Telling the truth wasn’t easy. After he gave the first interview he started to worry, “What about backlash? Are protesters going to show up outside my door? Am I going to get threatening letters?”
Luckily it turned out to be a positive experience. The biggest media circus day was when David Brown of Fearless Meat offered customers who showed a receipt from the Flower Centre a free burger. Mr. Brown offered the deal all weekend in show of support to Andy, and to counteract the senseless racial discrimination.
“The day it happened, so many people came in. Neighbours, friends, local MPs came to show their love and support. People could feel the good energy in the store, it was tangible. I’ll never forget that,” Andy said fondly.
The most powerful moment of that already incredible day was when a Japanese man he’d never met before and didn’t live in the area came in to see him.
“He was a tall man, but you could see the hurt and abuse he’s gone through. We talked a little bit and I pulled him in, I said, ‘You need a hug man’. He was stiff as a board, he was shaking, you could feel his pain. I didn’t know you could feel other people’s pain. He eventually relaxed and hugged back. He said, ‘Thank you’. He was crying, I was crying. I couldn’t feel more human at that point.”
Through Andy’s bravery, he gave that man and many others a feeling of community and pride. “I wanted to show people we don’t have to be the quiet Asian stereotype. We can stand up. We can be proud,” Andy said of his decision to speak up.
It takes a lot of courage to speak up, it takes even more to speak up for yourself. This is why we have to be there for each other.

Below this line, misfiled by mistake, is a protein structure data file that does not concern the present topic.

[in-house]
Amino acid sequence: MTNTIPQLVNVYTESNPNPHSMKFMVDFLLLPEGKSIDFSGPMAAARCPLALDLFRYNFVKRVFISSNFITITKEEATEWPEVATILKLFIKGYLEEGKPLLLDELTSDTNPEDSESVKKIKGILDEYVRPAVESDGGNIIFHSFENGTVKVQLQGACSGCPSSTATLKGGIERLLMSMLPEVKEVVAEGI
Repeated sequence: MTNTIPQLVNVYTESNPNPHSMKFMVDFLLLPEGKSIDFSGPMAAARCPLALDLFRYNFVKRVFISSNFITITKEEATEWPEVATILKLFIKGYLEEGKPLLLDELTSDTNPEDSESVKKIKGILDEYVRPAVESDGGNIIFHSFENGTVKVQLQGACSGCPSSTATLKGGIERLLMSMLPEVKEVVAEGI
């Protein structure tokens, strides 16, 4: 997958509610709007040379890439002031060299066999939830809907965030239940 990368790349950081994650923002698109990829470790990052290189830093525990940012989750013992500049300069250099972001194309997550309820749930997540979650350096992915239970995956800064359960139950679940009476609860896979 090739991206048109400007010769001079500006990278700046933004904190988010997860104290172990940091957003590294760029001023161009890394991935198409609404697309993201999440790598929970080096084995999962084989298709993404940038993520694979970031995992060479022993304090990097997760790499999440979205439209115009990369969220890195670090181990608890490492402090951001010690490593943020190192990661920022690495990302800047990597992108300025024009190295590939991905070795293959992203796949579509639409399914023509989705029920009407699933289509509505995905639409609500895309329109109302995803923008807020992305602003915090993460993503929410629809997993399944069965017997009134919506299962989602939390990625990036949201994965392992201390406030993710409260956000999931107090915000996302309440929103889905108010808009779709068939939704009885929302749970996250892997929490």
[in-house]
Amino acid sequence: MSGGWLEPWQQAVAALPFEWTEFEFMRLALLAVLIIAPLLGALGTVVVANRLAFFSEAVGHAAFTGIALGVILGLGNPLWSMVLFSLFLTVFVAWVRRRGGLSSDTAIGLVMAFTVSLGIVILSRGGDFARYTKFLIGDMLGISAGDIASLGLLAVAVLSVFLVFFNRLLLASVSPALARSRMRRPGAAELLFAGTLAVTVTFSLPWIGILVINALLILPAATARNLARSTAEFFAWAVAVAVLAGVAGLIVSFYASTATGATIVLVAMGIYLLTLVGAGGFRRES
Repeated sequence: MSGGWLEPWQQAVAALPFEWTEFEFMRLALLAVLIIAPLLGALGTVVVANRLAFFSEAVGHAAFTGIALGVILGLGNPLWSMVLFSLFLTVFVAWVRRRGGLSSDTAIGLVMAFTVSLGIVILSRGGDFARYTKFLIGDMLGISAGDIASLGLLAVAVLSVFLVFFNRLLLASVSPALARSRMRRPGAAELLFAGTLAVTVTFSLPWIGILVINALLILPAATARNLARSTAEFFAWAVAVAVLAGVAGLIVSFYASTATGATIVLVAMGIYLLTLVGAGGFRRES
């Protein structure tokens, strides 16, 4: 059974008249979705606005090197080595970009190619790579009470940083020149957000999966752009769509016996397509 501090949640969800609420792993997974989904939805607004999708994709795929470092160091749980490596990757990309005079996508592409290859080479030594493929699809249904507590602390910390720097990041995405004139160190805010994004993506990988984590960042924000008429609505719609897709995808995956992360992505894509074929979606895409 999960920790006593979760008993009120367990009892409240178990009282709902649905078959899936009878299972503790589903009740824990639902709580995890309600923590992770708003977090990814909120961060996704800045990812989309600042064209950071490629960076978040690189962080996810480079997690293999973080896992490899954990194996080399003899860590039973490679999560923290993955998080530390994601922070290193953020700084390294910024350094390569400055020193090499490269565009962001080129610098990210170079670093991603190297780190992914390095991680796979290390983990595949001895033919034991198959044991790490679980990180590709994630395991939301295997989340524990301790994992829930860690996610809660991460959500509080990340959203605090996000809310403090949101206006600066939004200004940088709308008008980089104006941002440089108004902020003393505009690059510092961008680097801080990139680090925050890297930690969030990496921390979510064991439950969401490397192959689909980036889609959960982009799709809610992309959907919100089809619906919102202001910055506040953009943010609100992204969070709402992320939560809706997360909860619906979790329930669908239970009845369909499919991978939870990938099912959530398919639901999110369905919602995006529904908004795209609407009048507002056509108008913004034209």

When Andy’s harassment took place, he was unfortunately alone, caught off guard and humiliated. Often times we are witnesses to these events; they aren’t happening to us and yet we still say nothing. This failure to intervene, to distract, to diffuse is cowardice.
We all want to see ourselves in a better light. We want to believe that we are allies, but if we can’t find a way to demonstrate it, even make eye contact, then we let the oppressors win.
There is a risk with inserting yourself, but there are ways to assist and support without escalating situations, and we need to learn and teach each other how because we can’t expect everyone to fend for themselves.
Nobody wants to be alone in these moments, and when you do nothing you are silently allowing the dehumanization of one person from another.
Hopefully as our worlds expand and educate, we will have less of these occurrences. But it’s important to remember there is a reward for standing up for your fellow human. The reward is knowing you have done what’s right. You have shown empathy and helped to restore someone’s dignity.
Andy showed the world he is stronger than most. He endured a cruel and unfair experience, but once he spoke out he was able to be shown the support he needed. He was shown that we don’t all silently accept racism.
If we are willing to take a risk, the reward of true equality is much higher. When we start showing up for each other more consistently, we will get a little bit closer to that perfect world.
To learn more about becoming a better ally, check out the free training classes at www.ihollaback.org